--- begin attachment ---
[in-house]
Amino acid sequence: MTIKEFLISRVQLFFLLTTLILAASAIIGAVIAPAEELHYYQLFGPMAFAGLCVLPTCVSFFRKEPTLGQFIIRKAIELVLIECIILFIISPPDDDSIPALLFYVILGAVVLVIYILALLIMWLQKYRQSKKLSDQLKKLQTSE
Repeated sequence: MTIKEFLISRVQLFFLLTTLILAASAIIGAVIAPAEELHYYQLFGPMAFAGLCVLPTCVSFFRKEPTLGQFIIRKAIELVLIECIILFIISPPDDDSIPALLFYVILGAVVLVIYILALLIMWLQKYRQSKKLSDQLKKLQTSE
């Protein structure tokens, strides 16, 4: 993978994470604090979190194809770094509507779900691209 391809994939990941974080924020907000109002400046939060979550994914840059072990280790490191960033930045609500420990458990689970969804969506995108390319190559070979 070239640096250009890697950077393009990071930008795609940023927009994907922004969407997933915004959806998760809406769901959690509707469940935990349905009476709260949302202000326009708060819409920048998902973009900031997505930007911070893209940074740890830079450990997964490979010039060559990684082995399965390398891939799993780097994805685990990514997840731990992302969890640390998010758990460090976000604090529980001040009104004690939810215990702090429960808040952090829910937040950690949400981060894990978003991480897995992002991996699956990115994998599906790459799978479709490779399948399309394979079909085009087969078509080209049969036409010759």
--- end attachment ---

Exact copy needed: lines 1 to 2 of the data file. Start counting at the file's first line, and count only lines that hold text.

[in-house]
Amino acid sequence: MTIKEFLISRVQLFFLLTTLILAASAIIGAVIAPAEELHYYQLFGPMAFAGLCVLPTCVSFFRKEPTLGQFIIRKAIELVLIECIILFIISPPDDDSIPALLFYVILGAVVLVIYILALLIMWLQKYRQSKKLSDQLKKLQTSE